As a hopeless office inmate, I often fancy the idea of working in a public space—a nice café like Cafe Wintergarten at Literaturhaus1 in Berlin—but I never actually try doing it. I wonder whether its mild noise of dishes and chatter would inspire or rather distract.
Moreover, I just learned that my preferred café in Bucharest, Crem Cafe Royale, has been acquired by a local restaurant chain and will be murdered in order to make room for another mediocre luncheonette with greasy spoons.
While passing by it, I'll murmur —The price of progress!, and I'll keep looking the other way.
1 Right across the street from the Leica Store—even looking through its window inflicts serious damages to a bank account.
A river or a lake on a windy day—water with small waves.
A building reflecting in the river/lake, that is. More lines in the architecture, more intricate the texture. A sunny day helps.
Shoot that building's reflection in water. Play with the picture, change the colors, get crazy if you feel the urge.
Entry no.: 429
5 Feb 2008, 1:10 PM
While playing with the pictures above (large on black here and here), I thought about writing something about the melding past and future, about time stretching like a grotesque accordion, freaking enormous and grossly out of tune.
Until I saw the glistering white tops. One in the painting and one in the picture. I stopped in bewilderment, trying to get my mind around this like when you bite off more than you can chew—choking, unable to move jaw, unable to spit all out.
I shot these pictures thousands of kilometers and a couple of years apart. Fucking long accordion!
My friend Bogdan Dumitrache showed me an impressive "Henri Cartier-Bresson visits Romania"1 photo retrospective right off his iPhone yesterday—a fine opportunity to drift into a rather lengthy discussion about Leica rangefinders (Bogdan collects Leicas, affectionately naming them "musical sculptures").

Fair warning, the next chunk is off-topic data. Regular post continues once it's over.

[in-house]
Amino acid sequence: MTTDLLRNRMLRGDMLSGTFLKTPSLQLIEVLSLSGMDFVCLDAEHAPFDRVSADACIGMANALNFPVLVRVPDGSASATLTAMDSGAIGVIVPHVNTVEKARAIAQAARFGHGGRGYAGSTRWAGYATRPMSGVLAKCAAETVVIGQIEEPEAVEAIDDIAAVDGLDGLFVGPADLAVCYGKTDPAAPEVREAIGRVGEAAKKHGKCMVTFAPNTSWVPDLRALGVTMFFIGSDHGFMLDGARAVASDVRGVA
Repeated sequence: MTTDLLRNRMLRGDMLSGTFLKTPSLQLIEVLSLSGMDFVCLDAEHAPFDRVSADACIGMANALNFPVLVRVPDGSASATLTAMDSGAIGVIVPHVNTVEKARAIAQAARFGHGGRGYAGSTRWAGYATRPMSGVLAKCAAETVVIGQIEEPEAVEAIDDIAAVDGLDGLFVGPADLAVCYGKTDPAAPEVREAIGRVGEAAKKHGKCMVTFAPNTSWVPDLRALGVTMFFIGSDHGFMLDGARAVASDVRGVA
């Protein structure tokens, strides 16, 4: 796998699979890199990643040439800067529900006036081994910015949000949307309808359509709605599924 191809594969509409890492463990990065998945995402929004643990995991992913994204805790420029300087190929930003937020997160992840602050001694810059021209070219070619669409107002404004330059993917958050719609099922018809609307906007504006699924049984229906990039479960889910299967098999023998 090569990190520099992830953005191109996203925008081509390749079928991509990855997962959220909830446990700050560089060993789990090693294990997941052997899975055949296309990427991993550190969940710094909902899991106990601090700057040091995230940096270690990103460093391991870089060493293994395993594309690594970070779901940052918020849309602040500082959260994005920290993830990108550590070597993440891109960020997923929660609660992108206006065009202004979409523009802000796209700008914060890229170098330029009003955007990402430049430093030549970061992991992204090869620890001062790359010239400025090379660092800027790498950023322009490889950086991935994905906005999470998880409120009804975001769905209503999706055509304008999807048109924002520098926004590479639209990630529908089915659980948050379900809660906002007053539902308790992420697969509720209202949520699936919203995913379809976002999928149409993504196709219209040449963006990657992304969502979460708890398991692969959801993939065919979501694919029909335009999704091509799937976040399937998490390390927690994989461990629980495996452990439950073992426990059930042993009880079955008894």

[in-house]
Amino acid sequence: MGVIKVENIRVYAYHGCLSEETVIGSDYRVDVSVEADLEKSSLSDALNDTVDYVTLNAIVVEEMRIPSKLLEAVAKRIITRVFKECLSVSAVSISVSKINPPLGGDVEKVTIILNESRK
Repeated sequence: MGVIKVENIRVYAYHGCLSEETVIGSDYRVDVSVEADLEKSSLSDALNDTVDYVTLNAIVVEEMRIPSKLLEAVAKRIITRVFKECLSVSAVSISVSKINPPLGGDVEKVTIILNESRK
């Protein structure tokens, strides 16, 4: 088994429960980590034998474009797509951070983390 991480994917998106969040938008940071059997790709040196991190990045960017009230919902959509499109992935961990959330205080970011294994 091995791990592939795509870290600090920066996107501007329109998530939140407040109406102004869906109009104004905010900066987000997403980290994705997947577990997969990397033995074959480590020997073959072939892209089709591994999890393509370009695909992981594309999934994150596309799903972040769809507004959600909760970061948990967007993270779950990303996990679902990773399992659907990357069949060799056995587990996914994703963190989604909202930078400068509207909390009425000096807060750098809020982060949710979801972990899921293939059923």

That's why today I find appropriate to post a photo of Prizzi posing with/in homage to Cartier-Bresson's Manhattan shot from his 19472 American series, a work that I love and I was lucky enough to see in Amsterdam a couple of years ago.
1 I wrote about his 1975 visit to Romania a while back.
2 The year when together with his friend and colleague Robert Capa and David Seymour, Henri Cartier-Bresson founded Magnum Photos agency.
I walk through the narrow underpass of an unfamiliar town—uncomplicated people hurry to attend their first lives1—when it bursts out with overwhelming clarity: the watercolor beauty of the real world.
1 "First Life is a 3D analog world where server lag does not exist." Darren Barefoot, Vancouver web geek, getafirstlife.com.
A voicelessly despaired brass robot head, all beaten up, scratched and dented—look closely and you'll notice those tears. Heartbreaking.
A take on that Faces in Places mildly delusional idea.
Update: Yes, it made it to the Faces in Places blog!
Later update: The picture, it seems, has been published in Scotsman Magazine.
Listen, if The Sartorialist guy can do it, then I can, too: real-life style photography. Staggering findings of urban sophistication. Elegance. Panache. Hell, why not even style commentary—if I want to.
Now really. Look at this: les annees folles of transition economy, wild parties and champagne in the morning—a few sips too many—and she hits the street dressed with a sofa cover, prettified with an assemblage of lovely fluffy tassels dangling limp like a strangled family of little forrest animals.
Quite a warning. There are things going on underneath, mysterious things. Ambiguous and intriguing things. Artifacts obliviously hanging out, probably by design—post-modernly quoting the misfortunes of wardrobe malfunction. Design should be, though, because those flowery baits will shrewdly entice your hungry eye—like a stupid little puppy—toward the vicious curves concealed underneath like boas in the jungle, unmerciful and relentless.